The year it was named for, 2016, turned out to be a clown show. Throughout the year I would hear my friends parrot the movie trailer, shouting, “TWE-TWE-TWENTY SIXTEEN” in a mimicry of the narrator’s monster truck rally announcer voice. 2016 was indeed host to a number of horrible, stupid things, but 2020 really came after us. At this point, I would be completely unsurprised if this was real footage filmed earlier this year.
The internet has become a global commodity. It’s surpassed any expectations of what I thought I’d see during my lifetime, and as more countries have joined the mainstream surface web, it’s given us all a glimpse at little cultural experiences. A particularly unique one has come from South Korea, where meokbang eating shows have risen in popularity. Are you so busy with schoolwork that you’re not able to leave the house tonight? You can hunker down with your schoolwork and some ramen, and pretend you’re “social eating” with a nice, soft-voiced person. A meokbang involves the viewer watching and/or eating along with the video host, who performs one part cooking show and another part food review.
Korean culture appreciates food and dining etiquette, and meokbangs are a logical pop culture extension of these mores. I wish I was writing about the history of dining culture in South Korea, but instead, the rest of the world managed to gentrify meokbangs: the term was romanized roughly as “mukbang”, and in this form, it’s ushered in some increasingly bizarre content.
A lot spills out when you drop that name. There is nearly a decade of drama and discourse related to Nicolas “Nik” Perry, and his online moniker “Nikocado Avocado” makes it obvious that he cultivates this drama: in many restaurants, avocados and guacamole are available to purchase as add-ons to a meal item. This is referred to as costing “extra” – which sounds and functions much like the slang term “extra”, one who is over-the-top and dramatic. Ergo, he is extra, just like guacamole. I can’t believe I had to get an English degree to write shit like this.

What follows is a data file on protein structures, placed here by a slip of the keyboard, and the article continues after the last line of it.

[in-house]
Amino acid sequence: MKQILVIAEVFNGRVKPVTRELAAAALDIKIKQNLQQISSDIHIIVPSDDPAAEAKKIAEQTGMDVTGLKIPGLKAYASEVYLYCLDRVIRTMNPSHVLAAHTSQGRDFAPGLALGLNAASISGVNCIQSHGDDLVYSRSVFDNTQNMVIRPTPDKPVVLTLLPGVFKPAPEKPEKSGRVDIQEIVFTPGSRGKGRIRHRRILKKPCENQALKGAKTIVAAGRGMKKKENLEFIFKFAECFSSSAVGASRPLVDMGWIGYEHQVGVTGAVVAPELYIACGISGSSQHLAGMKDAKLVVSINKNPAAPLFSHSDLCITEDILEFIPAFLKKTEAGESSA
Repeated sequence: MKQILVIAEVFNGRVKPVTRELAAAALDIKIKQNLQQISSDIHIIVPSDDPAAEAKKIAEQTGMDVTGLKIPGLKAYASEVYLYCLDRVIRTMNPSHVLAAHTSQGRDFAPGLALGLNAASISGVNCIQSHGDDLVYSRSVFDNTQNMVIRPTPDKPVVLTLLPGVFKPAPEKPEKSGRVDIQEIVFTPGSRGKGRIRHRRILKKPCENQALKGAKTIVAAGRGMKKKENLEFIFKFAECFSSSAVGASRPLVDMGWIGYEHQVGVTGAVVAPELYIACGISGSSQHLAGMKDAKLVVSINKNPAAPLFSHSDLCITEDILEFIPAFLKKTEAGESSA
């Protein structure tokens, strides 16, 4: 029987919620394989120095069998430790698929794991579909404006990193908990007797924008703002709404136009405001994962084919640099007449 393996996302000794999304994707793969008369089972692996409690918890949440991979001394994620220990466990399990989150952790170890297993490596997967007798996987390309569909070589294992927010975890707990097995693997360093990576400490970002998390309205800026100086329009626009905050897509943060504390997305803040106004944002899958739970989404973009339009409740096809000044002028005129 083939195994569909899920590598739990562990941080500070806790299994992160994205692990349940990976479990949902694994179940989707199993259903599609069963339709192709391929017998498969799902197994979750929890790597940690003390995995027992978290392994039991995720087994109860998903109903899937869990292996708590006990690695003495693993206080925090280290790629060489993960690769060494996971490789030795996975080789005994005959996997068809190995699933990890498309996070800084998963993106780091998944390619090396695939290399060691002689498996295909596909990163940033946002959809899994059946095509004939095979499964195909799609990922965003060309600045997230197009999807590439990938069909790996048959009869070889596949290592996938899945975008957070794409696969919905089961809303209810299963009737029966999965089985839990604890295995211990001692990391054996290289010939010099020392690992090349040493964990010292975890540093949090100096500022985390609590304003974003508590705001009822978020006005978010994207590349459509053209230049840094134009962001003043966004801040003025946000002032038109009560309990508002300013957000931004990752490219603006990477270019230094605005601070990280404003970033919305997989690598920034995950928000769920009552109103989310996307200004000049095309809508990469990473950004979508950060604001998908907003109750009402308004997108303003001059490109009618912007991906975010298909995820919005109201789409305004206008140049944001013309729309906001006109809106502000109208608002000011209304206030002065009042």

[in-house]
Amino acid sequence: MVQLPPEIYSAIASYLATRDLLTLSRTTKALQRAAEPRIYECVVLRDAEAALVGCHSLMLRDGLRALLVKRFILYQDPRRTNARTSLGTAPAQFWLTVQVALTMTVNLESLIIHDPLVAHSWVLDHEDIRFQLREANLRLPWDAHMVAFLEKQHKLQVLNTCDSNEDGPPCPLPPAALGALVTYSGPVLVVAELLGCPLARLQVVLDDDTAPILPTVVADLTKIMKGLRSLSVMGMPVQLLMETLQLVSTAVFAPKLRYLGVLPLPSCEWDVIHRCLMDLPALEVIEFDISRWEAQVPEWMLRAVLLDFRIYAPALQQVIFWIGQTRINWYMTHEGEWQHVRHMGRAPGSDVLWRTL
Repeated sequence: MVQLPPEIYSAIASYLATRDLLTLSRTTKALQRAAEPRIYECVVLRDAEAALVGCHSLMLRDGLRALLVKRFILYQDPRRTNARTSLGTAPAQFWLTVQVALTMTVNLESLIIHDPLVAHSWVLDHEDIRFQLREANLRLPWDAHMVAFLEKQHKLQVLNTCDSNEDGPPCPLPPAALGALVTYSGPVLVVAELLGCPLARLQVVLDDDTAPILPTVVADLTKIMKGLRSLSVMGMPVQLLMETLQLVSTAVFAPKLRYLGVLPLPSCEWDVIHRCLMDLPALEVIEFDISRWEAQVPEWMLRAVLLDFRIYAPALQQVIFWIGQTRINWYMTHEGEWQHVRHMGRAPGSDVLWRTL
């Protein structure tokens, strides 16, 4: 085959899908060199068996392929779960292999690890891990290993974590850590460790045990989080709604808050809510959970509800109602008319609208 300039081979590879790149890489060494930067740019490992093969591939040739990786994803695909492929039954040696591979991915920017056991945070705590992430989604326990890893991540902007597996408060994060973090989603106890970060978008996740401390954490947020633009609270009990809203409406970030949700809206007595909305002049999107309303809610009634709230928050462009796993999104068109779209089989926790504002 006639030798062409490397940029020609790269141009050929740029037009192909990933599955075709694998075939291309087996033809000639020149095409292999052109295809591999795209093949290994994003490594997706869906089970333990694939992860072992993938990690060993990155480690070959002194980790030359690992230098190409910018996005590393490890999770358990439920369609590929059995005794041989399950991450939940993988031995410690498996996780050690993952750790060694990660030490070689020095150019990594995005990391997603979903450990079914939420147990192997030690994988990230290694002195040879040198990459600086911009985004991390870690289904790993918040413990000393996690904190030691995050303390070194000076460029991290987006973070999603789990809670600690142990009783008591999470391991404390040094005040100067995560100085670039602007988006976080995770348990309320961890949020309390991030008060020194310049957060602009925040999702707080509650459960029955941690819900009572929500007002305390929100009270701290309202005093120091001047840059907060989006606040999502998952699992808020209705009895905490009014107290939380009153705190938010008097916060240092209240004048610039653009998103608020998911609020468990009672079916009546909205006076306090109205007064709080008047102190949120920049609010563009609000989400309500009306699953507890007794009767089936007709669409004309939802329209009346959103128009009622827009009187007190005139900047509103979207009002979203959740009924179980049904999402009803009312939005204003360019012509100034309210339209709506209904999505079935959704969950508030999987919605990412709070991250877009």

It is hard to spend much time on myself these days. I remain safe, for now, in Canada, where we continue to dodge Bubonic Plague II and make decorative cloth face guards. I could be better. My father is coming out of another bout of medical issues, but I don’t feel too worried about his recovery. I’m comforted by the fact that my father will finally be able to watch the American Empire crumble before he dies.
Well, you did it, America. You brought back the fucking holocaust. How’s it feel being the Roman Empire of this millennium? You were this round’s conceited, greedy monolithic cocktail of money and weapons, holding its citizens by the necks. Your leaders spent the better part of the 20th century spreading their conform-or-die ooze all over anything vaguely culturally different. But just like Rome, you’re destined to eventually hit critical mass and collapse in on itself quickly, but messily and horribly. I can’t wait to hear people of the future joke about your powers in the same way we joke about Great Britain today. Did you get bored of pretending to bring “freedom” to the rest of the world and just pull off your veil?
The people of America just got a good look at their two choices: Septuagenarian Sex Pest 1 or Septuagenarian Sex Pest 2. Their rambling, blathering attempt at a political debate looked, to the whole world, like two malfunctioning Muppets that had been left in front of a camera. Biden and Trump spoke to each other with the same tone and cadence of one old man trying halfheartedly to stop his friend from calling their bartender a kike to his face. Well, this Jew’s stomach wretches and turns when I think of all my American friends who are going to have to watch Rome burn around them.
And it’s not just the literal wildfires or the disease that spreads like one. There’s a new thing to be viscerally disturbed by. I’d like to set a bunch of little phrases on the table before you…”Concentration camp.” “Forced hysterectomy in low budget facility.” “Detained females.” “How to get pregnant.” What does this lay the foundation of within your imagination?